NEW YORK (AP) — The stock market is back.
Five and a half years after the start of a frightening drop that erased $11 trillion from stock portfolios and made investors despair of ever getting their money back, the Dow Jones industrial average has regained all the losses suffered during the Great Recession and reached a new high.
The blue-chip index rose 125.95 points Tuesday and closed at 14,253.77, topping the previous record of 14,164.53 on Oct. 9, 2007, by 89.24 points.
“It signals that things are getting back to normal,” says Nicolas Colas, chief market strategist at ConvergEx Group, a brokerage. “Unemployment is too high, economic growth too sluggish, but stocks are anticipating improvement.”
The record suggests that investors who did not panic and sell their stocks in the 2008-2009 financial crisis have fully recovered. Those who have reinvested dividends or added to their holdings have done even better. Since bottoming at 6,547.05 on March 9, 2009, the Dow has risen 7,706.72 points or 118 percent.
The Dow record does not include the impact of inflation. Adjusted for that, the Dow would have to reach 15,502 to match its old record, according to JPMorgan Chase.
The last time the Dow hit a record, George W. Bush still had another year left as president, Apple had just sold its first iPhone, and Lehman Brothers was still in business.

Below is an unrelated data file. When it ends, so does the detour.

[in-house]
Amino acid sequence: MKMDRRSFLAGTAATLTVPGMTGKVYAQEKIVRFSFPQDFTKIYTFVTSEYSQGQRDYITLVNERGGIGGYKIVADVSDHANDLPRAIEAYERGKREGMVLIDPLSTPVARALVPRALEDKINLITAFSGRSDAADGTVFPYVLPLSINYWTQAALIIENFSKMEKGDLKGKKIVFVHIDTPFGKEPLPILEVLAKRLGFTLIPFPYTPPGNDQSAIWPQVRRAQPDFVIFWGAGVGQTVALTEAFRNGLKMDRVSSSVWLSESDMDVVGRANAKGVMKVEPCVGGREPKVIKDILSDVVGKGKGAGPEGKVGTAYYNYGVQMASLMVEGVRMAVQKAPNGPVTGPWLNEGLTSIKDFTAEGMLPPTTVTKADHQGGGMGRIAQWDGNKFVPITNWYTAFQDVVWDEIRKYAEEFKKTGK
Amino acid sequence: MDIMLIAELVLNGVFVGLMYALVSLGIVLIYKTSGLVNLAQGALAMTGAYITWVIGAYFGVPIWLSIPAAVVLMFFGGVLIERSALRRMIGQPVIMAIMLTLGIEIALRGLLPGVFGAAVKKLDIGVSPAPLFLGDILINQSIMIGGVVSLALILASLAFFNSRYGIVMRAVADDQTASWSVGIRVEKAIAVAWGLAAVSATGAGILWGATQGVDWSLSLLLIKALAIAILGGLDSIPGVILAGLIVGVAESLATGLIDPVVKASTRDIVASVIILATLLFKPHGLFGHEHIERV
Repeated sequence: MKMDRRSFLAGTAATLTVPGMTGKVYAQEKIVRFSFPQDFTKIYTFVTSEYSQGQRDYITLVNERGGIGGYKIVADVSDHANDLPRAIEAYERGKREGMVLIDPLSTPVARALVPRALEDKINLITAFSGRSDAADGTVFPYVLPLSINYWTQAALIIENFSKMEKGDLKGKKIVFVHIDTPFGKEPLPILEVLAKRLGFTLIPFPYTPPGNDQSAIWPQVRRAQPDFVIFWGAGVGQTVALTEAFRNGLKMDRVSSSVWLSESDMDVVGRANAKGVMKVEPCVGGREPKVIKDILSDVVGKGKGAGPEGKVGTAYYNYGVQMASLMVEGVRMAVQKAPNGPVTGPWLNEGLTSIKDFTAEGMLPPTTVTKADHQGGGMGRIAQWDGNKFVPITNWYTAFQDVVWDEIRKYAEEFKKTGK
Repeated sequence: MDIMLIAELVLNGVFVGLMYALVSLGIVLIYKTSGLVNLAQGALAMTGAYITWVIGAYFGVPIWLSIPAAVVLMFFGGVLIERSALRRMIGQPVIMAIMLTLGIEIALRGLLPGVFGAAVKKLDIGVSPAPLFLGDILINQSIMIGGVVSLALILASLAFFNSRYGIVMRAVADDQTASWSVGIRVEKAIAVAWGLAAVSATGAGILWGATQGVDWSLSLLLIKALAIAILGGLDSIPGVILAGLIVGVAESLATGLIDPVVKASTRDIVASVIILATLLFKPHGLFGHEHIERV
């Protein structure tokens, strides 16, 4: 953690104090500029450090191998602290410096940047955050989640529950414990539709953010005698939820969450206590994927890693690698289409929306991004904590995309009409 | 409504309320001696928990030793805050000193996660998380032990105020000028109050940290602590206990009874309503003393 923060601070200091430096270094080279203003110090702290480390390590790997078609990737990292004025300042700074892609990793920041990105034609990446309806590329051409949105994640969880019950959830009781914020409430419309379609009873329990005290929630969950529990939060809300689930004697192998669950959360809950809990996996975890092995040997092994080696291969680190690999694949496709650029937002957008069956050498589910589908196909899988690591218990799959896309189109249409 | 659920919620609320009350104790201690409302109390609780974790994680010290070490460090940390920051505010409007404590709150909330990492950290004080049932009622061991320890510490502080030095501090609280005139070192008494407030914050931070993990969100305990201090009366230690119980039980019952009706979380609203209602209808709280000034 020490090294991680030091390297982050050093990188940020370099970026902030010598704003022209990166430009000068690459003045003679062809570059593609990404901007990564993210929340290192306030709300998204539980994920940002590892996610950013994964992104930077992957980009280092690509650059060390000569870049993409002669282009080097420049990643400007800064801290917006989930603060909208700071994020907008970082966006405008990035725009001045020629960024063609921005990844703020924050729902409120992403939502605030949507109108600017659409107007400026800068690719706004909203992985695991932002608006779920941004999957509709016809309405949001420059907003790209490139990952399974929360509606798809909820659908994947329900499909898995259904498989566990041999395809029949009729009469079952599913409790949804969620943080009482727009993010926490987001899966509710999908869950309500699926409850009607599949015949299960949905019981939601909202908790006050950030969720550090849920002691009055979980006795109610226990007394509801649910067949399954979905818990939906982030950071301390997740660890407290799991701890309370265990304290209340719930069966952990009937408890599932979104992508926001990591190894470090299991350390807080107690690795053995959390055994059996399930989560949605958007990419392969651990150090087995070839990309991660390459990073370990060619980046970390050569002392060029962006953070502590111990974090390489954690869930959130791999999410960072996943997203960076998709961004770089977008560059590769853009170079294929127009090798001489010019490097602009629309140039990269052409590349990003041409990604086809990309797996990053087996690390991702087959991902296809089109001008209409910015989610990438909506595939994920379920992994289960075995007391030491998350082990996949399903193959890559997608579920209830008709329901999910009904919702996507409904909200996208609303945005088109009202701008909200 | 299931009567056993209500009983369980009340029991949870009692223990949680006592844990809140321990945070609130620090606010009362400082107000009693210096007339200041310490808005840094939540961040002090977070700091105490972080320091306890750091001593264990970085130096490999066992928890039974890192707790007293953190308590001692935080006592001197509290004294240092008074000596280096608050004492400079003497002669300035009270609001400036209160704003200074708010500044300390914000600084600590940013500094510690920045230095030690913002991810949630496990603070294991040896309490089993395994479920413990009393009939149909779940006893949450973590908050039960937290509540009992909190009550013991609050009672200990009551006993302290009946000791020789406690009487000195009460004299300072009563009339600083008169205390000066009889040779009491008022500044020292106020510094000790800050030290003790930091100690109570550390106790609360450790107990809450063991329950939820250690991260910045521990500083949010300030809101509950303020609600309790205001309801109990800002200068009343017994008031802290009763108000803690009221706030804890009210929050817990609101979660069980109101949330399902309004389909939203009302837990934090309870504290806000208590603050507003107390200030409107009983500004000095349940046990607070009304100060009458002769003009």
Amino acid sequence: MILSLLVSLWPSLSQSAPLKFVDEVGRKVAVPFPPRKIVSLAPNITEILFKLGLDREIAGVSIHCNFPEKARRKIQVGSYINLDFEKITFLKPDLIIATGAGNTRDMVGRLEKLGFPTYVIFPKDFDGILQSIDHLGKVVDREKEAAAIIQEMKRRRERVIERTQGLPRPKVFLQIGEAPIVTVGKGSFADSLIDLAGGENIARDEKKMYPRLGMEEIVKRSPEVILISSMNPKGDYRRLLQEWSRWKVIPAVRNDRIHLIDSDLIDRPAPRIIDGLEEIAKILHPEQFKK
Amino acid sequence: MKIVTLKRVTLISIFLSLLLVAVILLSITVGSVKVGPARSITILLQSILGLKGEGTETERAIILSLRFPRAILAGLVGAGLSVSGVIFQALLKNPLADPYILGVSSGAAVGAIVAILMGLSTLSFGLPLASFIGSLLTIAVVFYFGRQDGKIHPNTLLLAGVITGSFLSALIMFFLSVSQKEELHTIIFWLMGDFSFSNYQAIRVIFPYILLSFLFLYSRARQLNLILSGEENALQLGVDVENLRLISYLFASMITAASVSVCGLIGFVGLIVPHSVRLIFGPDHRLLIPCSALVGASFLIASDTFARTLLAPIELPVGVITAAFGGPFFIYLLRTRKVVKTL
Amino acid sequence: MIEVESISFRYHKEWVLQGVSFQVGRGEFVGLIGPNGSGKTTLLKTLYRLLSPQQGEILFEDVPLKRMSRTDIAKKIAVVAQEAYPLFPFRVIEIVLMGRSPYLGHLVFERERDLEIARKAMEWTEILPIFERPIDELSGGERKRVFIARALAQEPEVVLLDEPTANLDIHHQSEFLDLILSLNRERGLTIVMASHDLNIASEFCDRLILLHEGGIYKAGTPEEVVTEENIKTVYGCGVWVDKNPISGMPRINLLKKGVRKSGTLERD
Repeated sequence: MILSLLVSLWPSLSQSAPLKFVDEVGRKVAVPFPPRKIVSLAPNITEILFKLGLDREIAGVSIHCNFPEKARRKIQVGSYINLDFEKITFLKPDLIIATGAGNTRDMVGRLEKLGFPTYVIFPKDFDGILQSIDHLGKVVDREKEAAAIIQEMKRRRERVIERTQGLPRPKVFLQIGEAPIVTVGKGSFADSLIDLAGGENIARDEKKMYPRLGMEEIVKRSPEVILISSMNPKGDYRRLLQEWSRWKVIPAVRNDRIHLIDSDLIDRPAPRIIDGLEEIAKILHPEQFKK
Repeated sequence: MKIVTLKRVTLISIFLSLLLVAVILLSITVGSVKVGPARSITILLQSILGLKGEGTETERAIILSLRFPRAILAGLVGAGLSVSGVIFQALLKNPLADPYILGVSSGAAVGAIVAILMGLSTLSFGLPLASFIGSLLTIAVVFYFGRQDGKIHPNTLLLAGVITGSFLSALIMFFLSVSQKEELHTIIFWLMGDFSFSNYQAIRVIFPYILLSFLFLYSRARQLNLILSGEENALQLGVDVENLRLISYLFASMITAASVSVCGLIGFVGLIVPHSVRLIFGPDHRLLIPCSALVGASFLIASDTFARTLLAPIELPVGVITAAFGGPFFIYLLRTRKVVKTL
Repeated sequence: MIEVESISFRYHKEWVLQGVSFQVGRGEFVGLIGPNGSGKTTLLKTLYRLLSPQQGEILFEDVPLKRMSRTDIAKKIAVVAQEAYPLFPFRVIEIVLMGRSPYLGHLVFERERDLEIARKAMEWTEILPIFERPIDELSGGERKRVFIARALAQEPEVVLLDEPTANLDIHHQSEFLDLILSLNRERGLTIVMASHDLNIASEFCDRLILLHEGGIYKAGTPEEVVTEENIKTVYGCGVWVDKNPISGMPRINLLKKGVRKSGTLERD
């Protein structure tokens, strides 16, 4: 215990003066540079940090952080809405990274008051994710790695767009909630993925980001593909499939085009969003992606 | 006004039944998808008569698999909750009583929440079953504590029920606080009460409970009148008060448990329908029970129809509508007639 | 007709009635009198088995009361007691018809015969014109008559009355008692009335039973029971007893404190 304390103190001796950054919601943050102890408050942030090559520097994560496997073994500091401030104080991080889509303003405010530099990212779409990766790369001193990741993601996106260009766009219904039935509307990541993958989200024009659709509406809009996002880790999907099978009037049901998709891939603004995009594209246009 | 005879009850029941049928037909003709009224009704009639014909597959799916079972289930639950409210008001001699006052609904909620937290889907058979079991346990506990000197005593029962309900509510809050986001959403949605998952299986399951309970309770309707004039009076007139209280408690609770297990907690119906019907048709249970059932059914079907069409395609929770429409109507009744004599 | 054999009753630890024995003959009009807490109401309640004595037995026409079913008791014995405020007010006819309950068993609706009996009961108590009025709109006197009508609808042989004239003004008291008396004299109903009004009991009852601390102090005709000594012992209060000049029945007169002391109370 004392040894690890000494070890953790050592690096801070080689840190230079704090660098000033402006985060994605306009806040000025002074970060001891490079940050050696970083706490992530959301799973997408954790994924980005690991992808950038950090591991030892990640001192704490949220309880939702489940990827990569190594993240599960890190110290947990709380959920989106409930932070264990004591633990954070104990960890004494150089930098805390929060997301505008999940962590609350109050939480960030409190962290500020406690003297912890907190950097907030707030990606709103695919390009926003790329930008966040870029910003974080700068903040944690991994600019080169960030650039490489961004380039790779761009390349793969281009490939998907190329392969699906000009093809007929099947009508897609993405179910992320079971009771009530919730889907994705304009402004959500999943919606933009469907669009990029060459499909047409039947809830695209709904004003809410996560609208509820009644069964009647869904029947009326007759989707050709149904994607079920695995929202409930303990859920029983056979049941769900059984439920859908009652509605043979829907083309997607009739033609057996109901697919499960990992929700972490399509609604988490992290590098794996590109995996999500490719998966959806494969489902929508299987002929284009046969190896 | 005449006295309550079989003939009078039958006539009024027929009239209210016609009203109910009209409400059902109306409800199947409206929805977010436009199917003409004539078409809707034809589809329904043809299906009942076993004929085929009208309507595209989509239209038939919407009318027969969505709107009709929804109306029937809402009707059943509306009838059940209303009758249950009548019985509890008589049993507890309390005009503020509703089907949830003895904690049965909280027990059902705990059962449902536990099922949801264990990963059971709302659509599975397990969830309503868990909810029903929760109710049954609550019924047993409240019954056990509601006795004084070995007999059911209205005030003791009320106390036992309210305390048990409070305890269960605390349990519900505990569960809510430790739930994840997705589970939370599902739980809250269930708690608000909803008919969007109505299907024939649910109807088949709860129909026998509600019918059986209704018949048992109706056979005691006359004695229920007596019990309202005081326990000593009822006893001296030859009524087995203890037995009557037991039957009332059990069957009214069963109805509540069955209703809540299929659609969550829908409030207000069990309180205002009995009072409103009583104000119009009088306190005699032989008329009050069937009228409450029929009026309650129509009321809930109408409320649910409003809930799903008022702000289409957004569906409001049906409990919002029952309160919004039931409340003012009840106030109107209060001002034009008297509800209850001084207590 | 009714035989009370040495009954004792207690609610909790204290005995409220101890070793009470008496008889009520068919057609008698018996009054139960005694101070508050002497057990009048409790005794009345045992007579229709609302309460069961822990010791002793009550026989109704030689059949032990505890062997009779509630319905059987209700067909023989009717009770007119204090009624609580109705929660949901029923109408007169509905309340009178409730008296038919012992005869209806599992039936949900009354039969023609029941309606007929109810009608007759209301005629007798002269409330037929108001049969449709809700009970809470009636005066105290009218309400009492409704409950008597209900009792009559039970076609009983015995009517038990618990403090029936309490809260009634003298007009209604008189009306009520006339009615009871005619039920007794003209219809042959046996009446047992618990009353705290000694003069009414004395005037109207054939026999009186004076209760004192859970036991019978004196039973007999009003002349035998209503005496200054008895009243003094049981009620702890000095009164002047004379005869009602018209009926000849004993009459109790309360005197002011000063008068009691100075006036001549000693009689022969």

But unemployment was also 4.7 percent versus 7.9 percent today, a reminder that stock gains have proved no elixir for the economy.
Still, the Dow high is another sign that the nation is slowly healing after the worst recession since the 1930s. It comes as car sales are at a five-year high, home prices are rising and U.S. companies continue to report big profits.
The stock gains have helped retirement and brokerage accounts held by many Americans recover. That, in turn, has helped push U.S. household wealth nearly back to its peak before the recession, though many in the middle class are still deep in the hole.
From its peak in October 2007 to its bottom in March 2009, the Dow fell 54 percent. That was far less than the nearly 90 percent drop in the Great Depression but scary nonetheless.